US Troops Are Volunteering to Fly Abortion Seekers Across State Lines
Using personal planes, off duty, and out of uniform, the pilots say it’s their ”patriotic duty” to help Americans.
U.S. troops are volunteering to fly people seeking an abortion from states that have banned the procedure to states where they can receive care, arguing that they donned a uniform to fight for freedom—including “freedom of choice.”
Elevated Access is a nonprofit founded in April that connects volunteer pilots with people needing an abortion who live in the more-than-a-dozen states where the procedure is banned. Those pilots use their own private planes, donating their time, fuel, and maintenance costs, said Fiona, a spokeswoman for the nonprofit who declined to use her last name to protect her privacy.
More than 800 pilots have volunteered to fly for Elevated Access, Fiona said. The group does not know how many of those have current and former ties to the military because the application does not ask about their military background. But, some pilots have voluntarily shared their military backgrounds or sent photos of themselves in a military uniform.
“I got an email from a pilot…in California and he’s an Air Force reservist offering to help us recruit more pilots from the military,” she said. “This is a guy who feels like…this is another way to serve his country.”
The group facilitated one flight so far from Oklahoma to Kansas in mid-June. “We have done one flight, and that was by design. We wanted to demonstrate it can be done,” Fiona said. “We’re not going to stand up a national airline overnight.”
One active-duty Air Force officer, who learned about the group from a Facebook group for pilots, told Defense One his decision to volunteer for the group “ties back in with why I even joined the military.”
“Both of my grandparents served in World War II, fighting for an idea that’s bigger than themselves that America stands for freedom,” the officer said, speaking on background to discuss the sensitive nature of abortion. “That idea has evolved quite a lot since World War II….Now, that freedom transcends freedom of choice, but also means allowing women and men to stand on equal footing.”
The officer, who has worked with domestic violence and sexual assault cases professionally during his more than five years in the Air Force, said working with victims has also influenced his view on women who need reproductive care.
“These issues can be foundational to someone’s life and Elevated Access to offering a solution to help not necessarily solve these issues, but empower the person to at least move past those issues, or at least find a path forward in their life, instead of dealing with consequences that they otherwise would not have had to if they lived in another state,” the officer said.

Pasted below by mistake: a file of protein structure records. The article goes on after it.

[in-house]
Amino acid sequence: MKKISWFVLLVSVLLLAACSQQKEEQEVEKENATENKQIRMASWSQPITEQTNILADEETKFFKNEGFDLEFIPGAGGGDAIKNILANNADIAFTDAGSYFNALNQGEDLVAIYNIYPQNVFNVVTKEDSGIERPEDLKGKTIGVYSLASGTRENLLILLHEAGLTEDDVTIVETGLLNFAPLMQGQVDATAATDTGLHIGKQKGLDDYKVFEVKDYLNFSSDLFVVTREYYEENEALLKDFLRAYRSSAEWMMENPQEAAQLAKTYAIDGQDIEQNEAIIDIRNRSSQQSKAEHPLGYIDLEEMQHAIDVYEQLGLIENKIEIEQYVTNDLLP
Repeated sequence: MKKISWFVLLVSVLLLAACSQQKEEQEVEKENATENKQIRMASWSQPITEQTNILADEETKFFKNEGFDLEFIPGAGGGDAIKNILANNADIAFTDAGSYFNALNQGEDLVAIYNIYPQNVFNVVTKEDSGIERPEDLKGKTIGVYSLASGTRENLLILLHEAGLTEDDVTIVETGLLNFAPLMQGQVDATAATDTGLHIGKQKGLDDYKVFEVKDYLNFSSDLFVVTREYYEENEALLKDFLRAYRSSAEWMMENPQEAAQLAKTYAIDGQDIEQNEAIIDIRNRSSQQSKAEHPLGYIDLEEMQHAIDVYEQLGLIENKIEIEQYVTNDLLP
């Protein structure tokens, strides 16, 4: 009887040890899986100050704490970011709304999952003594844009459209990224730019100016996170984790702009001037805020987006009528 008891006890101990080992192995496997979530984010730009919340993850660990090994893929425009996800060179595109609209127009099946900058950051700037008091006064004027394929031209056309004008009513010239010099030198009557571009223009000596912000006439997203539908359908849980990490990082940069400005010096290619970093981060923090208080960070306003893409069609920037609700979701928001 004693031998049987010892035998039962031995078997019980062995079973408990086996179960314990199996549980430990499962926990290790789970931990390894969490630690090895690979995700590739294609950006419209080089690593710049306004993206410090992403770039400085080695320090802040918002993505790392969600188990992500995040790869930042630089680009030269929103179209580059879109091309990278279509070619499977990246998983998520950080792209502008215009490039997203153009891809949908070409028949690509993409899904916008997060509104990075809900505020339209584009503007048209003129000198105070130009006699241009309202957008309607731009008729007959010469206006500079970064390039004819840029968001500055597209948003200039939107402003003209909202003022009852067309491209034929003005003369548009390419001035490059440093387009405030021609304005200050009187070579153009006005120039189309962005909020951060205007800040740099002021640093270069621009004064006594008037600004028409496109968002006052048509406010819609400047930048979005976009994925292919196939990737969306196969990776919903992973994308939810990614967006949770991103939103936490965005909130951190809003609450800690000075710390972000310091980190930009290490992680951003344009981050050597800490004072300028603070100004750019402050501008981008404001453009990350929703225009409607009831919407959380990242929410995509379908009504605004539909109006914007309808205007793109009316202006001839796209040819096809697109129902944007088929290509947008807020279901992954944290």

A member of the National Guard who declined to reveal his rank in order to protect his identity, and is also a police officer, also said he was driven to volunteer with Elevated Access for the same reason he signed up to serve: a desire to help people.
“If it’s within your capability to help out a fellow American, you should do it,” the Guardsman said, also speaking on background. “That’s why a whole lot of us joined the military in the first place. You can look at this as an extension of…patriotic duty.”
Still, the Air Force officer and National Guardsman said they have not shared their intent to volunteer with anyone in their chain of command. Members of the military who volunteer with the group do so in their personal capacity, and would not wear their uniform or use any military assets while conducting the flights.
“I know one of my bosses is pretty conservative….I know it could come at some type of cost, either with promotion ratings or some type of performance report stuff,” the Air Force officer said. “But I think this is worth it, I really think this is worth it because this matters on a very basic human level to just get people the treatment they need.”
Pentagon officials did not respond to a request for comment on whether volunteering for this organization violates any rules. But Rachel VanLandingham, a professor at Southwestern Law School and former Air Force judge advocate, said the pilots are likely legally in the clear. An order not to volunteer would likely be an unlawful order since troops are volunteering in their off time and the flights have no impact on military duty, or good order and discipline. Outside the military, VanLandingham also predicted troops would be protected from state laws that could be used to prosecute someone for helping a person seek an abortion in a state where it is banned. Because the pilots would be flying to states where the procedure is allowed, they would be an accomplice to a legal abortion, not an illegal abortion, she argued.
Patients don’t contact Elevated Access directly, Fiona said. Instead, the group works with local providers like Planned Parenthood to get connected with people who must travel to seek care.
The group plans conduct more flights first in the Midwest, then in the South, two areas that have been especially hard hit by abortion bans.